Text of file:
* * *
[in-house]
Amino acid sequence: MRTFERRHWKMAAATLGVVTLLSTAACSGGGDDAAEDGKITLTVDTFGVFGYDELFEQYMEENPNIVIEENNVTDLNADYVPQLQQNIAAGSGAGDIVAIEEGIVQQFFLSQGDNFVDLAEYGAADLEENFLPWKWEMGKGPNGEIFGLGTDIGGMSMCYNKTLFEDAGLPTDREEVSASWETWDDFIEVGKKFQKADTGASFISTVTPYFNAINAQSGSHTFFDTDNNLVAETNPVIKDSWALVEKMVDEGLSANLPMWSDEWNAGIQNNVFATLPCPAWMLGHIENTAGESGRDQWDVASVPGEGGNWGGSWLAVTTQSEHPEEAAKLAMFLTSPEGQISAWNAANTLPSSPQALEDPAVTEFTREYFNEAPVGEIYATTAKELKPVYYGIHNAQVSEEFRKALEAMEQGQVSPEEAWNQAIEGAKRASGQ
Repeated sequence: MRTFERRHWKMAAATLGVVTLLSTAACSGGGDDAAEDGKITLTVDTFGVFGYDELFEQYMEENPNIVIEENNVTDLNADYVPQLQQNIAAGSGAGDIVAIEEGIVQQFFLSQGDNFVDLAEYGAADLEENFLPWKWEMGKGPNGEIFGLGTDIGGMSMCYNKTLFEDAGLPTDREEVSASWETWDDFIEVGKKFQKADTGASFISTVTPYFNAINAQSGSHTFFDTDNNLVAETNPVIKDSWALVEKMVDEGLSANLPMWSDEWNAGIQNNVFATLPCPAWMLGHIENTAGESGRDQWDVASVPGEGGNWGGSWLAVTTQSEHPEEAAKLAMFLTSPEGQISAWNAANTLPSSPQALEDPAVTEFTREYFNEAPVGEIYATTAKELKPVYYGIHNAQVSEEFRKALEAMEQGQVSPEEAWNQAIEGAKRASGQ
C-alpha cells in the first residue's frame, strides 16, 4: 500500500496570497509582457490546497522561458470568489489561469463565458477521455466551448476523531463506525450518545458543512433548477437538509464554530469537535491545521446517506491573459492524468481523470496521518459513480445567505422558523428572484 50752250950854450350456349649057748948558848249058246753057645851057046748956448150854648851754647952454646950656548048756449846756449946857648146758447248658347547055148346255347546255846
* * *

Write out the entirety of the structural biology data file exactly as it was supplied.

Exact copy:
[in-house]
Amino acid sequence: MRTFERRHWKMAAATLGVVTLLSTAACSGGGDDAAEDGKITLTVDTFGVFGYDELFEQYMEENPNIVIEENNVTDLNADYVPQLQQNIAAGSGAGDIVAIEEGIVQQFFLSQGDNFVDLAEYGAADLEENFLPWKWEMGKGPNGEIFGLGTDIGGMSMCYNKTLFEDAGLPTDREEVSASWETWDDFIEVGKKFQKADTGASFISTVTPYFNAINAQSGSHTFFDTDNNLVAETNPVIKDSWALVEKMVDEGLSANLPMWSDEWNAGIQNNVFATLPCPAWMLGHIENTAGESGRDQWDVASVPGEGGNWGGSWLAVTTQSEHPEEAAKLAMFLTSPEGQISAWNAANTLPSSPQALEDPAVTEFTREYFNEAPVGEIYATTAKELKPVYYGIHNAQVSEEFRKALEAMEQGQVSPEEAWNQAIEGAKRASGQ
Repeated sequence: MRTFERRHWKMAAATLGVVTLLSTAACSGGGDDAAEDGKITLTVDTFGVFGYDELFEQYMEENPNIVIEENNVTDLNADYVPQLQQNIAAGSGAGDIVAIEEGIVQQFFLSQGDNFVDLAEYGAADLEENFLPWKWEMGKGPNGEIFGLGTDIGGMSMCYNKTLFEDAGLPTDREEVSASWETWDDFIEVGKKFQKADTGASFISTVTPYFNAINAQSGSHTFFDTDNNLVAETNPVIKDSWALVEKMVDEGLSANLPMWSDEWNAGIQNNVFATLPCPAWMLGHIENTAGESGRDQWDVASVPGEGGNWGGSWLAVTTQSEHPEEAAKLAMFLTSPEGQISAWNAANTLPSSPQALEDPAVTEFTREYFNEAPVGEIYATTAKELKPVYYGIHNAQVSEEFRKALEAMEQGQVSPEEAWNQAIEGAKRASGQ
C-alpha cells in the first residue's frame, strides 16, 4: 500500500496570497509582457490546497522561458470568489489561469463565458477521455466551448476523531463506525450518545458543512433548477437538509464554530469537535491545521446517506491573459492524468481523470496521518459513480445567505422558523428572484 50752250950854450350456349649057748948558848249058246753057645851057046748956448150854648851754647952454646950656548048756449846756449946857648146758447248658347547055148346255347546255846